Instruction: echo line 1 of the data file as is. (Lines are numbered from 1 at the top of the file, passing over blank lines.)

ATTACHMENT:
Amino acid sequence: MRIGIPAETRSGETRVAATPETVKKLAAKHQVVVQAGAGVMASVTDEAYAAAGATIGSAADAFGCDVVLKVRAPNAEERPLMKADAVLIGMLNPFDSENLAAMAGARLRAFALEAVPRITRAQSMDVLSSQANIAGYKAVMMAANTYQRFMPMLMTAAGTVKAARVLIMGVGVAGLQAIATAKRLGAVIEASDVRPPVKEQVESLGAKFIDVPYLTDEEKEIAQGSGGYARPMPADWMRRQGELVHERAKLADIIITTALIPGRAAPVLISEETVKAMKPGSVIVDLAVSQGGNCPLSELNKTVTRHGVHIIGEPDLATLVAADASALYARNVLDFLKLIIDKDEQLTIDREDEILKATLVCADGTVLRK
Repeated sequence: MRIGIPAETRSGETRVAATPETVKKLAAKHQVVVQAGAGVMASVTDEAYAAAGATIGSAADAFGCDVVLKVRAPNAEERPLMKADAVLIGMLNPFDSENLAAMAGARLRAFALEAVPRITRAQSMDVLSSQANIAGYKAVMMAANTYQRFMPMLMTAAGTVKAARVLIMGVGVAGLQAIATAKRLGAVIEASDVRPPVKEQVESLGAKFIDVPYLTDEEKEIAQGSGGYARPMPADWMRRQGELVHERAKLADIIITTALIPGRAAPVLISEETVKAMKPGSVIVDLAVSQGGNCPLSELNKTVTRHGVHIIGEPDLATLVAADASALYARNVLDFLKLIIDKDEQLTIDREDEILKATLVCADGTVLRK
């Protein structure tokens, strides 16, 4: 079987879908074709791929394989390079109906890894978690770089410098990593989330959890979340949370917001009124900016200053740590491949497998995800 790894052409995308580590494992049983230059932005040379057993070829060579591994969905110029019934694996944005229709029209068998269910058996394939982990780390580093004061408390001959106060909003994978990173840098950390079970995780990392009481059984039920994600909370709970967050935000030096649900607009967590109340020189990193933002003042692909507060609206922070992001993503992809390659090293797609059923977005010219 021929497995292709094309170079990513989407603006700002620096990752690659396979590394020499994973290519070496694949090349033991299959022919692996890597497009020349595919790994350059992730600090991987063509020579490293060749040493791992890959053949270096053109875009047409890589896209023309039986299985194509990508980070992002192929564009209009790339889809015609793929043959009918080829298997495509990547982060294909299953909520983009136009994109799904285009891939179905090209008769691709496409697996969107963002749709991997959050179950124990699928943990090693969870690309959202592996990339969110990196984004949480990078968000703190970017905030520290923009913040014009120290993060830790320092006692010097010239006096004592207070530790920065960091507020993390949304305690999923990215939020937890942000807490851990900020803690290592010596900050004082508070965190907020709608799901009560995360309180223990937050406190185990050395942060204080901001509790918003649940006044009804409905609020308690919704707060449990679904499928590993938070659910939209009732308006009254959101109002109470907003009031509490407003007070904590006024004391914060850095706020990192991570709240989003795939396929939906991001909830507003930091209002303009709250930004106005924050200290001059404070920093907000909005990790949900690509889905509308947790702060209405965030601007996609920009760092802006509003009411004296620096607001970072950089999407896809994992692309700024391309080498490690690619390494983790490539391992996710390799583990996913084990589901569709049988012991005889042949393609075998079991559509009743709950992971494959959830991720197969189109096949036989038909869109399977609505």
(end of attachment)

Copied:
Amino acid sequence: MRIGIPAETRSGETRVAATPETVKKLAAKHQVVVQAGAGVMASVTDEAYAAAGATIGSAADAFGCDVVLKVRAPNAEERPLMKADAVLIGMLNPFDSENLAAMAGARLRAFALEAVPRITRAQSMDVLSSQANIAGYKAVMMAANTYQRFMPMLMTAAGTVKAARVLIMGVGVAGLQAIATAKRLGAVIEASDVRPPVKEQVESLGAKFIDVPYLTDEEKEIAQGSGGYARPMPADWMRRQGELVHERAKLADIIITTALIPGRAAPVLISEETVKAMKPGSVIVDLAVSQGGNCPLSELNKTVTRHGVHIIGEPDLATLVAADASALYARNVLDFLKLIIDKDEQLTIDREDEILKATLVCADGTVLRK